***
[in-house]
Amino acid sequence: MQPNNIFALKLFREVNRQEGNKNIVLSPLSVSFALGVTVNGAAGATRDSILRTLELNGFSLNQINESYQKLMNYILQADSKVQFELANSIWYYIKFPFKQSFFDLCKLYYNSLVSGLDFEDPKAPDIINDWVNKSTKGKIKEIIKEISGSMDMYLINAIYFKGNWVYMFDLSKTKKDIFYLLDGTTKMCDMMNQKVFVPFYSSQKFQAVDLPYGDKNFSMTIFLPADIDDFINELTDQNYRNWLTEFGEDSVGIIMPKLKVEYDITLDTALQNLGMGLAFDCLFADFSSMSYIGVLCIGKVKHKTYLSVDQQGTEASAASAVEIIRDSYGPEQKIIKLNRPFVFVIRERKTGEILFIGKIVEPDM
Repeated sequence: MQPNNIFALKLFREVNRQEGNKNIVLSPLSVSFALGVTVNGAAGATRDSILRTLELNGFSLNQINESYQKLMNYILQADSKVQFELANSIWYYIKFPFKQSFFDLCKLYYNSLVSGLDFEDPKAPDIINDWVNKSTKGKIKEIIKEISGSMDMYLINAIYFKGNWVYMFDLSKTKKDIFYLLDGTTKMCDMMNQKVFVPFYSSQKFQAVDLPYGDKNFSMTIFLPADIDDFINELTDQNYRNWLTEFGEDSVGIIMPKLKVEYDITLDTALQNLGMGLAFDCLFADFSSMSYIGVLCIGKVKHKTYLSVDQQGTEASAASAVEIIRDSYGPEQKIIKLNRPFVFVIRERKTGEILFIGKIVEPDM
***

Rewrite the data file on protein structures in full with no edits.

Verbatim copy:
[in-house]
Amino acid sequence: MQPNNIFALKLFREVNRQEGNKNIVLSPLSVSFALGVTVNGAAGATRDSILRTLELNGFSLNQINESYQKLMNYILQADSKVQFELANSIWYYIKFPFKQSFFDLCKLYYNSLVSGLDFEDPKAPDIINDWVNKSTKGKIKEIIKEISGSMDMYLINAIYFKGNWVYMFDLSKTKKDIFYLLDGTTKMCDMMNQKVFVPFYSSQKFQAVDLPYGDKNFSMTIFLPADIDDFINELTDQNYRNWLTEFGEDSVGIIMPKLKVEYDITLDTALQNLGMGLAFDCLFADFSSMSYIGVLCIGKVKHKTYLSVDQQGTEASAASAVEIIRDSYGPEQKIIKLNRPFVFVIRERKTGEILFIGKIVEPDM
Repeated sequence: MQPNNIFALKLFREVNRQEGNKNIVLSPLSVSFALGVTVNGAAGATRDSILRTLELNGFSLNQINESYQKLMNYILQADSKVQFELANSIWYYIKFPFKQSFFDLCKLYYNSLVSGLDFEDPKAPDIINDWVNKSTKGKIKEIIKEISGSMDMYLINAIYFKGNWVYMFDLSKTKKDIFYLLDGTTKMCDMMNQKVFVPFYSSQKFQAVDLPYGDKNFSMTIFLPADIDDFINELTDQNYRNWLTEFGEDSVGIIMPKLKVEYDITLDTALQNLGMGLAFDCLFADFSSMSYIGVLCIGKVKHKTYLSVDQQGTEASAASAVEIIRDSYGPEQKIIKLNRPFVFVIRERKTGEILFIGKIVEPDM